Cannabis & Research, interview with Dr. Livio Luongo

Cannabis & Research, interview with Dr. Livio Luongo

 

Enecta interviews Livio Luongo, researcher at the University of Campania “L. Vanvitelli” of Naples.

With Luongo we’ve been talking about Research, about what has been done in the recent years in relation to the Topic of Cannabis and not only, and about which the future prospects are.
 

Dr. Luongo, since when have you been studying the endocannabinoid system?

In our Research group we have been studying the lipidergic system for years now and in particular the cannabinoid system, with a special focus on the molecules modulating the endocannabinoid system.

Professor Sabatino Maione is the ‘principal investigator’ of our Research group and has given his contribution in the research area studying the involvement of the cannabinoid system in pathophysiology of chronic pain.

Are we able to mention specific results obtained thus far?

As pharmacologists we have been called to investigate the possible mechanisms of action of medical drugs; this is called pharmacodynamics.

We work with preclinical models of chronic-degenerative pathologies or chronic pathologies like neuropathic pain and other health issues like minor head injuries associated with sensory dysfunctions. 

We assess, in particular, the effectiveness and the safety profile of substances which can in some manner change the endogenous tone of cannabinoids.

In the past, we investigated the involvement of the CB2 receptor in neuropathic pain (we are talking about peripheral receptors) and, in collaboration with other international Research groups, we have contributed to the identification of its impact on haematopoietic cells residing in the central nervous system, the microglial cells.

We can state that the stimulation of this receptor with synthetic or natural medicines deriving from Cannabis, along with indirect pharmacological modulation of this receptor represent a useful strategy  in treating chronic pain of the neuropathic type.

 

    

Today much is being said about Cannabis…

We are dealing with a ‘young’ system compared to other neurotransmission systems which have been discovered.

Just think about the fact that the first identification of THC took place in 1964, while endocannabinoids were identified in 1992 with regard to anandamide and in 1995  with regard to 2-Arachidonoylglycerol.

The characteristic of cannabinoids in general, deriving from membrane phospholipids through a synthesis mediated by specific enzymes, is that they are potentially produced by all cells of our organism.

As a consequence, they can in some way be involved in a series of pathologies and this, obviously, makes study and research more complicated.

Cannabis and its extracts are substances which have a pharmacological effectiveness if taken individually and, in some cases, in combination; just think about the fact that medical drugs have been created based on products derived from Cannabis in combination for the symptomatic treatment of Multiple Sclerosis.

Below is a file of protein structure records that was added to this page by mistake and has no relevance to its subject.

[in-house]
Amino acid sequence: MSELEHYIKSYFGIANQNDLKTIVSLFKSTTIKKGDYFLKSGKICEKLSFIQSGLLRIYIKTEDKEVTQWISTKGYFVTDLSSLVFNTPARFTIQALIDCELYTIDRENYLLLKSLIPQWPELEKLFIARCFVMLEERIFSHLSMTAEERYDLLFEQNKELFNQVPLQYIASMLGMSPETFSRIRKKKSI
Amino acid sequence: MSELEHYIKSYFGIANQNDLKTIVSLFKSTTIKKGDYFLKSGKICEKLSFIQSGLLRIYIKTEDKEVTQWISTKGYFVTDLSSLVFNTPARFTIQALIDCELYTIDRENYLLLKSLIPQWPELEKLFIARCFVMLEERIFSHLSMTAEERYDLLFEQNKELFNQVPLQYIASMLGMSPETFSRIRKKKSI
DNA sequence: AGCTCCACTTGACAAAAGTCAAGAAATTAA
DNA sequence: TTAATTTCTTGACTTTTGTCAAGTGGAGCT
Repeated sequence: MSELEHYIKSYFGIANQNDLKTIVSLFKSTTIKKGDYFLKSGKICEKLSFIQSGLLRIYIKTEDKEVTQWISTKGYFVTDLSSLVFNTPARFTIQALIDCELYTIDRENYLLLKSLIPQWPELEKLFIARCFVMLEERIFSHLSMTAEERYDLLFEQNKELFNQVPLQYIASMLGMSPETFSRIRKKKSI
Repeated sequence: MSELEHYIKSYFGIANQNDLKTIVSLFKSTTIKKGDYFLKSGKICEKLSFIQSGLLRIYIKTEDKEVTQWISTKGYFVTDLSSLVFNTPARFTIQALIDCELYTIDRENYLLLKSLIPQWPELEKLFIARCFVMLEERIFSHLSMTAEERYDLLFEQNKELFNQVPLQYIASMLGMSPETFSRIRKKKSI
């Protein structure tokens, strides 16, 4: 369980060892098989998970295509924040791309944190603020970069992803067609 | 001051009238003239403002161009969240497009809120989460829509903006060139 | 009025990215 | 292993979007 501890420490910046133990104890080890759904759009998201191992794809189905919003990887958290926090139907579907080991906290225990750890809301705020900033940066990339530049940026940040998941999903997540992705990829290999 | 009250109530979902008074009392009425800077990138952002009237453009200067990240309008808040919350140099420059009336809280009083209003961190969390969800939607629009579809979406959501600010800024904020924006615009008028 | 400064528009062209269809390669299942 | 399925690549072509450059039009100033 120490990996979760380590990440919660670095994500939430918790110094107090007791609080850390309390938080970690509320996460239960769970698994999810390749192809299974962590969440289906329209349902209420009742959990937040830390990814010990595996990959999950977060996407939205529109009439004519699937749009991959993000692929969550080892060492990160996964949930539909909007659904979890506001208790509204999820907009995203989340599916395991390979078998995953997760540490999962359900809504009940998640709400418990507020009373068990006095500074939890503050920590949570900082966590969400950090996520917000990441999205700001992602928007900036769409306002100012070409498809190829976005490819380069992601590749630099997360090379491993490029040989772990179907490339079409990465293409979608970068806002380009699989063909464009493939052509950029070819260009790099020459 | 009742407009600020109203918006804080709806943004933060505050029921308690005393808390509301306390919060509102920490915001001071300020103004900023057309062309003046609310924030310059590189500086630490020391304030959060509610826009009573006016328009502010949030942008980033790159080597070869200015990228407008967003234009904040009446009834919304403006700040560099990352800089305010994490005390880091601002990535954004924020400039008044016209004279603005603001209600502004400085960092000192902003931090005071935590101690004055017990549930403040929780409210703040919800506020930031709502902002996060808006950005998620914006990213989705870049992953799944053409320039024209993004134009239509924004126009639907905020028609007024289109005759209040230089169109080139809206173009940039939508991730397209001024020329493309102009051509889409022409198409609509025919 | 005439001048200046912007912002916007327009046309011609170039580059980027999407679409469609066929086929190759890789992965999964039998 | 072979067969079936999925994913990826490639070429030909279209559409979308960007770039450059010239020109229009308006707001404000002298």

We are dealing with a plant which is some kind of a ‘molecule laboratory’; as of today more than a 100 phytocannabinoids have been identified and, even though not all of them affect the endocannabinoid system, but as they interact with other systems, they could have pharmacological effectiveness.

What we now need are clinical studies, because up to now we have mainly done preclinical or translational studies.

 

What is the state of Research today and what has to be done?

Research on Cannabis today has a limit which derives from the little research done on humans, for the reason that we are dealing with a plant which contains a psychotropic substance.

A not so recent study conducted by Prof. Maione showed that Cannabidiol possesses analgesic properties and that it is able to strengthen both those endogenous systems which generate analgesic modulation, and the interaction with other systems. 

Without a doubt it has a very important potential; today we know Cannabidiol is a medical drug which can, at least in part, resolve epileptic seizures in drug-resistant epilepsy in patients with specific syndromes associated with epilepsy. It certainly is a molecule generating much interest. 

 

How do you imagine the future of Research in the field of Cannabis?

Basic as well as translational and clinical Research are of interest in the study of the cannabinoid system and of products deriving from Cannabis.

A part from the areas of action, in order to obtain concrete results, Research needs three essential elements: basic research, translational research and clinical research; the latter might at the moment represent the missing link for achieving more concrete objectives.

 

Interview by Giuseppe Cantelmi

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